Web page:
Maple-Mustard Glazed Gammon Recipe for Christmas

Words: Crush

For some, a traditional Christmas might include a big turkey, but here in South Africa, we tend to do things a little differently. Christmas feasts usually include a delicious spread of different meats, but there’s just something about a gorgeous glazed gammon that gets us salivating. It’s the perfect balance of sweet and salty, the fat-to-meat ratio ensures a succulent roast, and it’s ideal for feeding a crowd. But have you ever wondered how the tradition of eating gammon at Christmas came about?

Why We Eat Gammon at Christmas

Today, Christmas is recognised as a Christian religious holiday, observed by people from all corners of the world. Families from near and far gather, and partake in festivities to commemorate the birth of Jesus Christ. But not all Christians actually celebrate Christmas, as it’s believed to have Germanic pagan origins. As we know, many Commonwealth countries have adopted European traditions, and eating Christmas Yule ham is one of them.

In Scandinavian culture, momentous occasions like weddings and banquets were often celebrated by providing offerings to the Norse gods; guzzling wine, followed by drunken dancing and gorging food formed part of these merry, moveable feasts.

Legend has it that Freyr, also known as the Norse god of fertility, peace and sunshine, brought prosperity to people. In exchange, they would sacrifice a wild boar or ‘sónargǫltr’, to appease him.

This Germanic ritual was eventually phased out when pagans converted to Christianity, but some of the traditions stuck and adopted new meaning. Interestingly, Freyr is also the god of harvest and wealth, so you could probably say that he was ‘high on the hog’. Although Christmas Yule ham differs from the traditional gammon eaten at Christmas, this ancient celebration has influenced British, and later, South African festive traditions.

Now that you know the origins, here’s our easy recipe for making perfectly glazed and gorgeous gammon this Christmas.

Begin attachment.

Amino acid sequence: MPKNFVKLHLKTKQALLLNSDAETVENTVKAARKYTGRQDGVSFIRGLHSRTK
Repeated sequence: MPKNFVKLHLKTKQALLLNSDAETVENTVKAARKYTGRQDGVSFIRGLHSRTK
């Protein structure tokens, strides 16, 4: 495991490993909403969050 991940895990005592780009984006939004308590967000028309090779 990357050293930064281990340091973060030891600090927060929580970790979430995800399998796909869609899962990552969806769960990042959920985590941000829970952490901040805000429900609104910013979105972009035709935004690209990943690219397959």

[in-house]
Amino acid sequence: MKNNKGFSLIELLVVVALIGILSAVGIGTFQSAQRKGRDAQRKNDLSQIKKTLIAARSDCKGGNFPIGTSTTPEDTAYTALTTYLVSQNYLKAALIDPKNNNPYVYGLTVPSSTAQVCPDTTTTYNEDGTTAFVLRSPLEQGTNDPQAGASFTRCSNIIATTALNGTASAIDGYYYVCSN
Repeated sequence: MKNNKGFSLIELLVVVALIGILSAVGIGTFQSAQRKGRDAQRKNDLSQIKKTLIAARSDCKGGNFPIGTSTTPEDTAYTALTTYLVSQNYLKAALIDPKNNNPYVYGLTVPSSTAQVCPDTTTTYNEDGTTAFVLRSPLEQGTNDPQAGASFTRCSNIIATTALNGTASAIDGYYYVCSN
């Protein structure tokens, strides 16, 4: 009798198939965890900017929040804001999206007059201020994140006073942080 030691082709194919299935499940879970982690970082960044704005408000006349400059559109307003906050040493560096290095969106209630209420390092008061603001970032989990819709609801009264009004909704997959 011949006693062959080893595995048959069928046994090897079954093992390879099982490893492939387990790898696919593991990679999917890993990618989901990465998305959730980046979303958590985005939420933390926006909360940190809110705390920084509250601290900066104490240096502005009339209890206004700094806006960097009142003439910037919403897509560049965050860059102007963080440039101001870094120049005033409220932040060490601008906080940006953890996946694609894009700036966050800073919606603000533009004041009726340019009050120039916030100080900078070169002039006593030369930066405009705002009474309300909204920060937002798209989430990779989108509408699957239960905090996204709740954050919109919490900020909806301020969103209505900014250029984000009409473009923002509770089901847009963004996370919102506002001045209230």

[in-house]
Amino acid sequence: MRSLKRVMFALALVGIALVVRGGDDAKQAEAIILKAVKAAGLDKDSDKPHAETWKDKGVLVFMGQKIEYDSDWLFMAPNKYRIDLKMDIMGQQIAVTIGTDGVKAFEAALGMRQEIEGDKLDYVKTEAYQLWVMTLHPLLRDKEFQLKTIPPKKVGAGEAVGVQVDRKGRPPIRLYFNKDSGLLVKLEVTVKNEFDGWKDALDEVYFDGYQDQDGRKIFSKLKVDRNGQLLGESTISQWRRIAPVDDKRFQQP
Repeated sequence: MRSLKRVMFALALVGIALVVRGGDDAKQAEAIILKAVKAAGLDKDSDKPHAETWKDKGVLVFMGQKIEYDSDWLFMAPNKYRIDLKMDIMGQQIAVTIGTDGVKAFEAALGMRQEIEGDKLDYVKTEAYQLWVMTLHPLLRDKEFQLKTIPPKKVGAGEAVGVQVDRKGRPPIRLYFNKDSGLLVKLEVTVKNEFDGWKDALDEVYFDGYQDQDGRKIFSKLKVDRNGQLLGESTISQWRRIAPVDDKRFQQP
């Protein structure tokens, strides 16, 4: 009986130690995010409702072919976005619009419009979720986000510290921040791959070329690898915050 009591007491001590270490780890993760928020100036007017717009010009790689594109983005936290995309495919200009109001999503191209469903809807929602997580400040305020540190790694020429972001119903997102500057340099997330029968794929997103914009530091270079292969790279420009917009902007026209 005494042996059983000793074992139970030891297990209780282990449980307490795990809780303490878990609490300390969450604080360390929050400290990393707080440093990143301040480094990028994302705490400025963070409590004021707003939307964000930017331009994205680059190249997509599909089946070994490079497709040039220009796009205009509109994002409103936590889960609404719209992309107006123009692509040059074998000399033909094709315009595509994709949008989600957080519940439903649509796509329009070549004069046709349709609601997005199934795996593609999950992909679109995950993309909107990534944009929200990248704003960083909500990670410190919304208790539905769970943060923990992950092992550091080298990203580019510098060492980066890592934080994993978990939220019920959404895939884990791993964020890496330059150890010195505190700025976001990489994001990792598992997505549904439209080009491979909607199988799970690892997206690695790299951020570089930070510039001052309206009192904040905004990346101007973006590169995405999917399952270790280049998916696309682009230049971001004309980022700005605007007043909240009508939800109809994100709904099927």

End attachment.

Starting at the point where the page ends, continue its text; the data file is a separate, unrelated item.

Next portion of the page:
Recipe: Maple-Mustard Glazed Gammon with Bacon Crumble

A sweet and sticky glazed festive gammon topped with crunchy bacon bits.

the origins of Gammon and Freyr
Serves: 6-8 | Prep time: 20 minutes | Cooking time: 2 hours + 20 minutes | Difficulty: easy


2.5 kg boneless gammon
1 onion, quartered
2 celery stalks, cut into chunks
2 medium carrots, cut into chunks
2 garlic cloves, smashed
2 bay leaves
2 cinnamon sticks
10 peppercorns
4 cloves
2 star anise
1 peel of lemon rind

Bacon Crumble

200 g streaky bacon

Maple Mustard Glaze

¼ C (60 ml) maple syrup
2 Tbsp (30 ml) brown sugar
1 Tbsp (15 ml) wholegrain mustard
1 Tbsp (15 ml) Dijon mustard

Easy Gammon Recipe

Place all of the ingredients for the gammon into a large pot and fill it with water until the gammon is submerged. Bring the water to a boil, then turn down the heat to low and gently simmer the gammon for 2 hours. Top up with hot water as needed during the cooking process.

why so we eat gammon at Christmas?
why we eat gammon at Christmas

Bacon Crumble: Preheat the oven to 200 ºC. Line a baking tray with paper and arrange the bacon on the tray. Bake in the oven for 20-25 minutes or until crispy. Alternatively, cook the bacon in an air fryer, if you have one, until crispy. Once cooled, chop it into a fine crumb. Set aside the bacon crumble.

Maple Mustard Glaze: Place a small pot over medium heat. Add all of the ingredients for the glaze and mix well to combine. Bring to a boil, then turn off the heat. Once slightly cooled, taste and add and adjust seasoning as needed.

Gammon: After 2 hours, remove the gammon from the pot and place it onto a rack to cool slightly. Preheat the oven to 200 ºC. Cut the netting off the gammon, then carefully remove the skin by simply it peeling back. To assist, you can run a sharp knife under the skin as closely as you can – the idea is to keep as much of the fat on the gammon as possible.

how to make gammon
peeling off the skin

Using the tip of a sharp knife, score the fat diagonally in lines about ½ cm apart. Place the gammon on a roasting rack and use a pastry brush to paint it with a generous amount of maple glaze. Grill the gammon for 10 minutes, then give it another painting of glaze and bake for a further 10 minutes until it has caramelised and is bubbling.

scoring the fat
brushing glaze onto gammon

Once the glaze has caramelised all over, remove from the oven and sprinkle with bacon crumble. Allow to cool just slightly and then slice and serve with your favourite festive sides.

bacon and maple glazed gammon
For more cooking inspiration, try these SA Pork recipes. | Facebook | Instagram

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